Local budget problems

Items related to the AAPS's current budget difficulties, especially the need to find $11 million in cuts for FY08 and 09.

District finance presentation

Thanks to parent Ed Vielmetti, we have a copy of the slide show that Robert Allen (Deputy Superintendent of Operations, AAPS) gave at the community meeting at Burns Park two weeks ago. Click here to see a web version of the slide show, albeit without Mr. Allen’s commentary. Let’s talk about this!

Roberts presents plan to close deficit

Note: more information and discussion below the fold.

Superintendent Todd Roberts presented his plan to close next year’s projected $7.5 million budget deficit to the Ann Arbor school board last Wednesday night. According to press reports, the plan relies on eliminating 58 staff positions through attrition, including 34 middle and high school teacher positions. Also slated for cutting were 73 food service workers, who would lose their positions with the district as food service was entirely privatized.

Thinking "outside the box": discuss Orr's proposals

In last Sunday and Monday’s Ann Arbor News, former Board of Education trustee Brad Orr made a number of what he called “outside the box” suggestions for bringing the AAPS’s budget deficit under control. His first article focused on short-term proposals: 1) Don’t open the new high school; 2) eliminate busing; 3) have elementary principals supervise two buildings; 4) freeze administration pay and eliminate Board of Education compensation.

Couldn't have said it better!

I saw this letter to the editor in the Ann Arbor News last Friday (13 April) and was grinning from ear to ear! In three short paragraphs, Ms. Angle, of Ypsilanti, deftly summed up the reason we invest in public education and why it’s worth defending. I wanted to share it with you.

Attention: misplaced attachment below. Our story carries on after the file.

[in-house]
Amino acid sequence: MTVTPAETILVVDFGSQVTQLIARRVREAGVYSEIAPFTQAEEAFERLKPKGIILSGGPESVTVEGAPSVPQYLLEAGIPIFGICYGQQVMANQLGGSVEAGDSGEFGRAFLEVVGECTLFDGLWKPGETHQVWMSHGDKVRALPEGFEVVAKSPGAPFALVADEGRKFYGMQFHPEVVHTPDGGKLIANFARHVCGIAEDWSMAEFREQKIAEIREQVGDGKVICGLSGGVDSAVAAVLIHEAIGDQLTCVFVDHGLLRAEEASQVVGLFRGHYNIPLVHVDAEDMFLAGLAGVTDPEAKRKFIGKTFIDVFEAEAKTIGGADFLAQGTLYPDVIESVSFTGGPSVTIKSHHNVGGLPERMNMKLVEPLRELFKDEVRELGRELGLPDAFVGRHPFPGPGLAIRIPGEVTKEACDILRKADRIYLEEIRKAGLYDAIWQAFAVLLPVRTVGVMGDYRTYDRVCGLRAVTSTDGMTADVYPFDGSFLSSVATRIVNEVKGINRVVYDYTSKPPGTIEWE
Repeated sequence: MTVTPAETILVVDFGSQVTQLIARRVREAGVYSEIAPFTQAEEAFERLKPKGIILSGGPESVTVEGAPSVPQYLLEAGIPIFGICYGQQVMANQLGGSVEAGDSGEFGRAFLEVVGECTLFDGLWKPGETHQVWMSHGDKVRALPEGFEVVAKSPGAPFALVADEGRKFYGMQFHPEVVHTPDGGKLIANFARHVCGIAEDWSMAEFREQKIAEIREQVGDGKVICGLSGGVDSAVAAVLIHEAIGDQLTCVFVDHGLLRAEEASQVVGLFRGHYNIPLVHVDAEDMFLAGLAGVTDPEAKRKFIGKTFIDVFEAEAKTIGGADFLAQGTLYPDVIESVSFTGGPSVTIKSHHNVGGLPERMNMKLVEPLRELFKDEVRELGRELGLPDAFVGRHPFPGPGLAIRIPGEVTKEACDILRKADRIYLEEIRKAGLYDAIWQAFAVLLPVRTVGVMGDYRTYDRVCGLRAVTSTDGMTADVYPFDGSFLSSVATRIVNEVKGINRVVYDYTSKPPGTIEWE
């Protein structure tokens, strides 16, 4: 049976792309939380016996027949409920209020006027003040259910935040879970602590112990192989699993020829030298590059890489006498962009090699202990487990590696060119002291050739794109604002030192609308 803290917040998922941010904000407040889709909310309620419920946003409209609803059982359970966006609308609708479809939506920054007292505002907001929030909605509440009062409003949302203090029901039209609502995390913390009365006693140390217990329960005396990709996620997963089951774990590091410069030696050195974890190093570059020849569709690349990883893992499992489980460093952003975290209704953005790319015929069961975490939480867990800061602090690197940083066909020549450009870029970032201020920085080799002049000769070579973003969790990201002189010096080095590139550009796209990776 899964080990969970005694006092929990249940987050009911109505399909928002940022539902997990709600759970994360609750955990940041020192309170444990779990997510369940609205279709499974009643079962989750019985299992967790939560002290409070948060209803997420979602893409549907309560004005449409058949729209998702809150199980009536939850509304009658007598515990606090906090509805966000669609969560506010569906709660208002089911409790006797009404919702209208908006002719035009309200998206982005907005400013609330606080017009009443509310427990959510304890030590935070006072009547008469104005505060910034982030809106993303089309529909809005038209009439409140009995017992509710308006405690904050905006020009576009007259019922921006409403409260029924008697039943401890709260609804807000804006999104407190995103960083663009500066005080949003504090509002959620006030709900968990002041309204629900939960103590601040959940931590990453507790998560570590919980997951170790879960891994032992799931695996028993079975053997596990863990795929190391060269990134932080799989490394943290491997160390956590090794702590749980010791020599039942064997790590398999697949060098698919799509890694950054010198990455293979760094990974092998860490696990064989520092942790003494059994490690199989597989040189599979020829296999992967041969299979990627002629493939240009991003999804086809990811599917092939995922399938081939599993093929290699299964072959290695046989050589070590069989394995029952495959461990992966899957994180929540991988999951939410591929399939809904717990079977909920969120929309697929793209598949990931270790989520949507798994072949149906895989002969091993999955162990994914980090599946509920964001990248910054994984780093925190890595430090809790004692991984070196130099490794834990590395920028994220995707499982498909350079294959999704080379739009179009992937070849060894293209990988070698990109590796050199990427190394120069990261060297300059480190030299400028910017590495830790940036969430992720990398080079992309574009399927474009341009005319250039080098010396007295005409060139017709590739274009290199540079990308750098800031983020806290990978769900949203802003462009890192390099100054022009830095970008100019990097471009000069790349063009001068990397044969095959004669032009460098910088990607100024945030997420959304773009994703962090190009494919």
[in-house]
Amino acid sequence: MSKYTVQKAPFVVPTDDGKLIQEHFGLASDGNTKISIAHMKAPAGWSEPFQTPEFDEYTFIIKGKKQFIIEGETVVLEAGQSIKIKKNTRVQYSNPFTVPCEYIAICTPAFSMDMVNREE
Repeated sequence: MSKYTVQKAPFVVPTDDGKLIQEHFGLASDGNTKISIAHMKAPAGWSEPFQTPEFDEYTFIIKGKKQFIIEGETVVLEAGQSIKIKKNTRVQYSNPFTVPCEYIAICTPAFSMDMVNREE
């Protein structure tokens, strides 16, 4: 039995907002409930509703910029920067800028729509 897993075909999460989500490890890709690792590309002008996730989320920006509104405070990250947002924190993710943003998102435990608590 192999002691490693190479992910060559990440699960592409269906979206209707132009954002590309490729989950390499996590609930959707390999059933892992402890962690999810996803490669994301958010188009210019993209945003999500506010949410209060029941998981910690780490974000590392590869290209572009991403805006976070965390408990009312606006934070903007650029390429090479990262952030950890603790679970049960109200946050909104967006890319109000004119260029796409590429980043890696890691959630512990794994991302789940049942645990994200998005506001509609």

Union, Board approve middle school restructuring and buy-out plans

In what must be one of the shortest public meetings on record, the AAPS Board of Education received the news that the Ann Arbor teacher’s union had approved changes in their contract necessary to restructure the middle schools, and then went ahead and gave their approval to the agreement tonight as well.

Smaller Class Sizes?

As I learned about the middle school restructuring, it seemed to me that some of the teaming and other MS features were cut back in order to keep class sizes down. I asked a friend, a middle school teacher in Ann Arbor: “What about smaller class sizes, I thought research indicated that smaller class sizes are better?”

Budget cutting round 1: Middle School restructuring

As part of its efforts to meet the expected deficits over the next two years, the AAPS launched an initiative to restructure the middle school program and curriculum so as to find about $2 million in cost savings. They started with the middle schools because they have the highest cost of operation per student. Cutting funding from programs that do not have a lot of leeway is never a desirable thing, but it is clear that the district will be under a lot of budget pressure for some time to come.

The question is, are the current proposals the best solution under the circumstances?